I was having a discussion with a friend of mine recently, and the topic was whether or not I would have a drink during a film I was reviewing. Would I have a cabernet or merlot while watching a classic (or Criterion) movie, or maybe have a lower-rent drink while watching popcorn fare? Well if (in this case) it is for the direct-to-video sequel to the 2010 film Tooth Fairy with Larry the Cable Guy in the lead, maybe something a little more toxic is in order.
The film was written by Ben Zazove (who cannot be found on a peripheral search on IMDb for whatever reason) and directed by Alex Zamm, who has directed several direct-to-video sequels, but also the Carrot Top cinematic vehicle Chairman of the Board. Larry plays the eponymous mythical character, an auto mechanic named Larry who is seeing Brooke (Erin Beute), and one day before seeing a child on their birthday, he decides to stop and try his luck at winning a sports car during a bowling challenge, much to Brooke's dismay. He wins the car and loses Brooke in the process. Flash forward a year and Larry is still working on cars, and Brooke is seeing a guy named Bo (David Mackey) who is running for Mayor in the town where they all live. After a flub of Larry's where he tells a kid that the Tooth Fairy doesn't exist, he's banished to the same area where Dwayne Johnson went, to help promote the existence of the Tooth Fairy to kids despite the grown-ups' disbelief. So cue Larry being in a pink tutu for extended stretches because it is apparently supposed to be funny, and he has to collect enough baby teeth from enough kids before his most treasured memory is erased by the 'Tooth Fairy Office' as a penalty.
For as dismissive as I may have been about the first Tooth Fairy film, because Dwayne 'The Rock' Johnson had done somewhat interesting roles before that and his one found him a little bit lacking, at least there was a hint of effort and depth from Johnson in the lead that makes you go along for the ride. With Larry, you get a guy that some people find unpalatable to begin with. It is not because he is or isn't a nice guy, he just is not very funny, and both his comedy and the storytelling echo this. Larry farts a green tooth fairy cloud, Larry tends to speak derogatively of Bo, short for Beauregard, Larry is uncomfortable in pink. You get where all of this is going. And hey, he even basically resorts to bribing kids to find old teeth and/or yank others out in order to save his own skin as well. Stop it, my sides!
The other thing that is worsened by Tooth Fairy 2 is that because Larry so dominates the screen time and brings so little to the table, when the dumb hackneyed jokes aren't thrown at you, the supporting cast around Larry takes a back seat and just occupies space. Beute and Mackey aren't memorable in their turns, and as Larry's liaison to the Tooth Fairy office, Brady Reiter assumes the pseudo role that Julie Andrews occupied in the first, and she actually has a bit of charisma and appeal to her. But on the flip side of that, if a preteen girl can do as good a job of acting in a film as a standup comic, that's more of an indictment on the latter than a complement to the former.
I suspect that in an environment where direct-to-video sequels of successful initial family films are commonplace, more Tooth Fairy films may be part of our future. But they are only going to do what Tooth Fairy 2 did to me, something I didn't think it would do; make me want The Rock back in kids' movies.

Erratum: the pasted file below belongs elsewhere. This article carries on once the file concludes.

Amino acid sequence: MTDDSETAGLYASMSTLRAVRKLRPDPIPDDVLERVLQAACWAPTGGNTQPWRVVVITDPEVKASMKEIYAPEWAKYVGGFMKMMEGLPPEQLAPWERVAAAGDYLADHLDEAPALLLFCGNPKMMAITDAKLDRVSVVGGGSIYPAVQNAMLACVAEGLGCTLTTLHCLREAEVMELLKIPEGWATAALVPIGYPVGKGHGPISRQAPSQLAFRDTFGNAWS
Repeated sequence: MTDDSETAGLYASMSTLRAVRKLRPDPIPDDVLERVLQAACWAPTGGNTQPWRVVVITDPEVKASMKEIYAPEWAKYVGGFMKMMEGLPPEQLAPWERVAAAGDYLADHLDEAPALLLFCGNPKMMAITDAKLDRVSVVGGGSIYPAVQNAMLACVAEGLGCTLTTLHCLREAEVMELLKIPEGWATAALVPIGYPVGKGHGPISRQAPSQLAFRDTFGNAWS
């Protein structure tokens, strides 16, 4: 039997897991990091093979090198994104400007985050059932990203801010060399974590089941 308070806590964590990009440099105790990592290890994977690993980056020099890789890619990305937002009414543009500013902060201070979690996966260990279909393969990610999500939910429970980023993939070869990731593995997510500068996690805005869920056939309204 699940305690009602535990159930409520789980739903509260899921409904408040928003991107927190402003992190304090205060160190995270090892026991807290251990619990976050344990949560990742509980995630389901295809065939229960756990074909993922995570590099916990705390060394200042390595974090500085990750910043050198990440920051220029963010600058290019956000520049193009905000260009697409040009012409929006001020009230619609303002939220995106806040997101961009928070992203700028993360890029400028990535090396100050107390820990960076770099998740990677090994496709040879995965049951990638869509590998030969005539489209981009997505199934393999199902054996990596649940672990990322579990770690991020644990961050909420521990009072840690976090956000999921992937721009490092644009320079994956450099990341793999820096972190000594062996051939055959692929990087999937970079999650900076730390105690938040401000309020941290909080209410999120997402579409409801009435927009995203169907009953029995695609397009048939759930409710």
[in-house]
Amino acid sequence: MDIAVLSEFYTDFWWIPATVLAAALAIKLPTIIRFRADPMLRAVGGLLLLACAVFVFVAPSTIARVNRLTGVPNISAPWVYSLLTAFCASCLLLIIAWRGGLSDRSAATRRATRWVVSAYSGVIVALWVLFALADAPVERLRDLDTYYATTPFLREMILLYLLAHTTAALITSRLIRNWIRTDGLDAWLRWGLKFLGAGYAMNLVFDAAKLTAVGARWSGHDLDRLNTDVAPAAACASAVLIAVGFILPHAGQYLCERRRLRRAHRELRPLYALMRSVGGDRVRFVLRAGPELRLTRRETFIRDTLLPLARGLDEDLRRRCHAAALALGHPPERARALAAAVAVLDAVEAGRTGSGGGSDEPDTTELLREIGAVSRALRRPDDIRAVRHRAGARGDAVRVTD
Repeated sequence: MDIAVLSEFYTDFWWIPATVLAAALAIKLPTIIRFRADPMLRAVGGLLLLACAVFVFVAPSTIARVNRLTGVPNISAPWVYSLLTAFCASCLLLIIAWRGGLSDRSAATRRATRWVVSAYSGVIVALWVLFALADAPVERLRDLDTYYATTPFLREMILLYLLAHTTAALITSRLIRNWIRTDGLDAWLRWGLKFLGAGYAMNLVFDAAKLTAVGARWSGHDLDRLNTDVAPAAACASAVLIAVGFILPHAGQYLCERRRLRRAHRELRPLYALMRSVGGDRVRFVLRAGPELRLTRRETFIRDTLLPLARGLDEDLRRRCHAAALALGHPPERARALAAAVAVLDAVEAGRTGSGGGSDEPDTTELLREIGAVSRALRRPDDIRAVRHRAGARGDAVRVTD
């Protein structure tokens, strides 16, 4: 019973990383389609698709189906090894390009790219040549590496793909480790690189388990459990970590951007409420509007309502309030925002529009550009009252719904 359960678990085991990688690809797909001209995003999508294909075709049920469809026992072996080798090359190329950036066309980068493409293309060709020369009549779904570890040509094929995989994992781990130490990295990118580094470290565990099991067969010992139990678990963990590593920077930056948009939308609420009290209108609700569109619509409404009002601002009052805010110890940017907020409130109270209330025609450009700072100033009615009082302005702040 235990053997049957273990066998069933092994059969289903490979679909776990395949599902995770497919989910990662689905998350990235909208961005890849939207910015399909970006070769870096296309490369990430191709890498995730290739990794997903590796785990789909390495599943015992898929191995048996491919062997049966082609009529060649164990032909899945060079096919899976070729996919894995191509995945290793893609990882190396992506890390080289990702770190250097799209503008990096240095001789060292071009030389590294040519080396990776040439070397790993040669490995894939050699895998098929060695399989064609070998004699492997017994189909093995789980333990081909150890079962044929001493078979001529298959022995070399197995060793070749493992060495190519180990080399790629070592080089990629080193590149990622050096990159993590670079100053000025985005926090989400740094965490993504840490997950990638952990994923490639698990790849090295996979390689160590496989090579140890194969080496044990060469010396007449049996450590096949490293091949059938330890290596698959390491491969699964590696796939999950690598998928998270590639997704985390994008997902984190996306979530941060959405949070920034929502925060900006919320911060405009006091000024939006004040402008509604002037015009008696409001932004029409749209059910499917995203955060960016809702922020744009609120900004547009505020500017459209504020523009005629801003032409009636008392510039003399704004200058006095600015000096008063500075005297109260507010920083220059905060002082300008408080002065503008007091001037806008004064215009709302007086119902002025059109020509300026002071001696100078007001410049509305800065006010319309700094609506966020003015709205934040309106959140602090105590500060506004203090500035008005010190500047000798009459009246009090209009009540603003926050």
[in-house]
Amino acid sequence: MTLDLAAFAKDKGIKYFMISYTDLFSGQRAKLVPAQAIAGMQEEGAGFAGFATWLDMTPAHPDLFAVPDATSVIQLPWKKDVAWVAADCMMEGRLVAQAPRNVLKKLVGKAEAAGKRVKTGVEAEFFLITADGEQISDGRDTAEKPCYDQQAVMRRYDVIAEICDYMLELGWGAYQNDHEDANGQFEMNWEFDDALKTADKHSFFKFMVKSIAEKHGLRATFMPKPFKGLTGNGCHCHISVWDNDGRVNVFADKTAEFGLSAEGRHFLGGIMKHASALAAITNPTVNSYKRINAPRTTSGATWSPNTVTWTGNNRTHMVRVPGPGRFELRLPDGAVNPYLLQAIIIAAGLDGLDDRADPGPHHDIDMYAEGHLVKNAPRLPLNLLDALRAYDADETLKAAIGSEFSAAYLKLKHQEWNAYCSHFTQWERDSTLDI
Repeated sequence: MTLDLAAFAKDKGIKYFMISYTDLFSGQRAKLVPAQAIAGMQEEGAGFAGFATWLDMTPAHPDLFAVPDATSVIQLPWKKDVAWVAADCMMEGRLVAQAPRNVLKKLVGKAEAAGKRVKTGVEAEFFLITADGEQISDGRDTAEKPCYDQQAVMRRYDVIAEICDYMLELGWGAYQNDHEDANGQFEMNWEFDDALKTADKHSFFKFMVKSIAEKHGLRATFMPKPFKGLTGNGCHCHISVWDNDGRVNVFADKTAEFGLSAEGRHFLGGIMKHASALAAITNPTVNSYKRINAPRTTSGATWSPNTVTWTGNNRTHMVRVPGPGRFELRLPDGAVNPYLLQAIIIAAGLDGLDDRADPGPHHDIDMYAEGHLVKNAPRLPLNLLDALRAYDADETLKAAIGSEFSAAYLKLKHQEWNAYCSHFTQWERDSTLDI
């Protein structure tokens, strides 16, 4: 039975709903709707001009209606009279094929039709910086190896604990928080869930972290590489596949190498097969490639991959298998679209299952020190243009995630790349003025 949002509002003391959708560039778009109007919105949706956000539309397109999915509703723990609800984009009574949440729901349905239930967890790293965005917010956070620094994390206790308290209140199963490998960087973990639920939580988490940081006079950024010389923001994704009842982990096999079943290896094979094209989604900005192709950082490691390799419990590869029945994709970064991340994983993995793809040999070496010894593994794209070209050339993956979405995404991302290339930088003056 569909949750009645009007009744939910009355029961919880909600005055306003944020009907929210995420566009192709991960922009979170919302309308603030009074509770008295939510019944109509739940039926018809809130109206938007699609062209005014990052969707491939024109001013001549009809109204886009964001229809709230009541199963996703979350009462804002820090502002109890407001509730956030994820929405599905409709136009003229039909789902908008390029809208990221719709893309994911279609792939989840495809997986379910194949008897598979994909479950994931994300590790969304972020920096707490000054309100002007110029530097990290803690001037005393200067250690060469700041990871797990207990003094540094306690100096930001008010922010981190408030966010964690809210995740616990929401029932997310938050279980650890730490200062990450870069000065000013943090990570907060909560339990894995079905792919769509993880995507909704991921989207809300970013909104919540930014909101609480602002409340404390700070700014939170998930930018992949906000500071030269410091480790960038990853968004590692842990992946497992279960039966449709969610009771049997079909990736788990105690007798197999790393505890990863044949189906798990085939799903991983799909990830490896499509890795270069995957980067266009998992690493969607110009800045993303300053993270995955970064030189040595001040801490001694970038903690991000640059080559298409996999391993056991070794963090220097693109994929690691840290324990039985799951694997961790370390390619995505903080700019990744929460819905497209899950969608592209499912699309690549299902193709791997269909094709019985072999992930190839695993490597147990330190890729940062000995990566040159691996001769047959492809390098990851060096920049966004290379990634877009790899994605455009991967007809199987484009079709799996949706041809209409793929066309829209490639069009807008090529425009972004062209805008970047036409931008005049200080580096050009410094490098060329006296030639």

The Blu-ray Disc:
The AVC-encoded 1.78:1 high-definition widescreen presentation Fox gives Tooth Fairy 2 is fine though it is hardly memorable. Sure, flesh tones are accurate and the film's modest color palette is reproduced dutifully and without concern. But the image detail is slightly lacking for my liking, tending to be almost soft at times even in the closer shots. And background detail is average though hardly razor sharp. I knew coming into the film that I was not going to get too impressed by what the film was going to do, but I expected more than I was given here.
The DTS-HD Master Audio 5.1 surround lossless track is just as adequate without being revelatory. Dialogue sounds consistent in the center channel and requires little in the way of adjustment. Channel panning is present and sounds clear and somewhat effective and low-end fidelity is also decent in scenes that require it. However, it does tend to lack some directional effects and does not make for the all-immersive experience one would expect from a new film. It is about as much as you would expect from a DTV joint.
A few things, though they are hardly memorable or entertaining. "Why Do I Lose My Baby Teeth?" (4:41) is a piece where Larry in character provided the answer to the question posed in the extra. "Return to Fairyland" (9:07) is the closest thing to a making-of piece the disc has, where Zamm actually uses the phrase "digging into the mythology" when discussing the film, and the cast shares their thoughts on the whole magilla. Zamm talks Larry up a lot on this piece, raving about his improvisational skills and comedic acumen. Well OK then. "Larry the Hairy Fairy" (4:52) shows us what Larry looks like in a tutu and the actors talk about how silly he looks, which made me think these people are overcompensating towards the whole 'fat guy in spandex' comic imagery. Eight deleted and alternate sequences follow (9:56), and a piece on Larry's supporting 'character,' a pig named 'Crusher' (2:59) completes the bonus material.
As little as you miss in the first Tooth Fairy film, you miss less than that here. The technical qualities are worse than the first, as are the supplements. This is much more of cash grab and done so with uninspired performances and lazy storytelling, and unless you want your kid to punch you in a few years for this psychological torture, I would not even consider putting this in a rental location, much less renting it.